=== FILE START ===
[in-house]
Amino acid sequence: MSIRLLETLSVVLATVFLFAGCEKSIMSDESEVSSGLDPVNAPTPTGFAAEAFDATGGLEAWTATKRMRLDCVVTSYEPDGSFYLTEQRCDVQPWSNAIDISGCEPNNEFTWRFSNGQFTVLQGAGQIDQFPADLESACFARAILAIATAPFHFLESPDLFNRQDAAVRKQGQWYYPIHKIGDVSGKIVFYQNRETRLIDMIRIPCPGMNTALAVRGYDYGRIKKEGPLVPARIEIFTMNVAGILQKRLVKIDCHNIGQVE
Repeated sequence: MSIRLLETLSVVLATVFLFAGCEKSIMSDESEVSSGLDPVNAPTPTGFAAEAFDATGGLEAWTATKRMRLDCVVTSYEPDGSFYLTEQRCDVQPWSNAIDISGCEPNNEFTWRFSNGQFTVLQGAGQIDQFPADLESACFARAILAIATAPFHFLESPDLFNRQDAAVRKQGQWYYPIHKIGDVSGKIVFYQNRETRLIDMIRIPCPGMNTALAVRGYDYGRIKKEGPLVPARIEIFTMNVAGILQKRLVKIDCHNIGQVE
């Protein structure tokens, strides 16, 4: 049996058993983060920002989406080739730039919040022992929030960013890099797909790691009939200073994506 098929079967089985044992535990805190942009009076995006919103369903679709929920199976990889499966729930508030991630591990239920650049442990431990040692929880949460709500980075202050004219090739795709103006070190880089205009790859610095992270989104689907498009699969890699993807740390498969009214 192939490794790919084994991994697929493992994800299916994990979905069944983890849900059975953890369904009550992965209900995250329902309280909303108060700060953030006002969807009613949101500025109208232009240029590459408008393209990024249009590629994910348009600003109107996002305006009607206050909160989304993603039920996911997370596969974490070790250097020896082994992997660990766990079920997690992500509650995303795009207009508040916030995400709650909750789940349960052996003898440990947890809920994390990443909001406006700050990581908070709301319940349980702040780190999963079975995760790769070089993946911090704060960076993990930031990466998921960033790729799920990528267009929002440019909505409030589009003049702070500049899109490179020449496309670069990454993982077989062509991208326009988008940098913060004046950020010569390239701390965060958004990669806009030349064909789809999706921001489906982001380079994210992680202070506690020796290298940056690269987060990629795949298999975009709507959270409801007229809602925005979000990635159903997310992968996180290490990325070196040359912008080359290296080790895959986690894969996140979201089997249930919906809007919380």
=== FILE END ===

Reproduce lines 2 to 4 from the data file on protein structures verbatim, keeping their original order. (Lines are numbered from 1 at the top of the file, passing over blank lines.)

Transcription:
Amino acid sequence: MSIRLLETLSVVLATVFLFAGCEKSIMSDESEVSSGLDPVNAPTPTGFAAEAFDATGGLEAWTATKRMRLDCVVTSYEPDGSFYLTEQRCDVQPWSNAIDISGCEPNNEFTWRFSNGQFTVLQGAGQIDQFPADLESACFARAILAIATAPFHFLESPDLFNRQDAAVRKQGQWYYPIHKIGDVSGKIVFYQNRETRLIDMIRIPCPGMNTALAVRGYDYGRIKKEGPLVPARIEIFTMNVAGILQKRLVKIDCHNIGQVE
Repeated sequence: MSIRLLETLSVVLATVFLFAGCEKSIMSDESEVSSGLDPVNAPTPTGFAAEAFDATGGLEAWTATKRMRLDCVVTSYEPDGSFYLTEQRCDVQPWSNAIDISGCEPNNEFTWRFSNGQFTVLQGAGQIDQFPADLESACFARAILAIATAPFHFLESPDLFNRQDAAVRKQGQWYYPIHKIGDVSGKIVFYQNRETRLIDMIRIPCPGMNTALAVRGYDYGRIKKEGPLVPARIEIFTMNVAGILQKRLVKIDCHNIGQVE
């Protein structure tokens, strides 16, 4: 049996058993983060920002989406080739730039919040022992929030960013890099797909790691009939200073994506 098929079967089985044992535990805190942009009076995006919103369903679709929920199976990889499966729930508030991630591990239920650049442990431990040692929880949460709500980075202050004219090739795709103006070190880089205009790859610095992270989104689907498009699969890699993807740390498969009214 192939490794790919084994991994697929493992994800299916994990979905069944983890849900059975953890369904009550992965209900995250329902309280909303108060700060953030006002969807009613949101500025109208232009240029590459408008393209990024249009590629994910348009600003109107996002305006009607206050909160989304993603039920996911997370596969974490070790250097020896082994992997660990766990079920997690992500509650995303795009207009508040916030995400709650909750789940349960052996003898440990947890809920994390990443909001406006700050990581908070709301319940349980702040780190999963079975995760790769070089993946911090704060960076993990930031990466998921960033790729799920990528267009929002440019909505409030589009003049702070500049899109490179020449496309670069990454993982077989062509991208326009988008940098913060004046950020010569390239701390965060958004990669806009030349064909789809999706921001489906982001380079994210992680202070506690020796290298940056690269987060990629795949298999975009709507959270409801007229809602925005979000990635159903997310992968996180290490990325070196040359912008080359290296080790895959986690894969996140979201089997249930919906809007919380």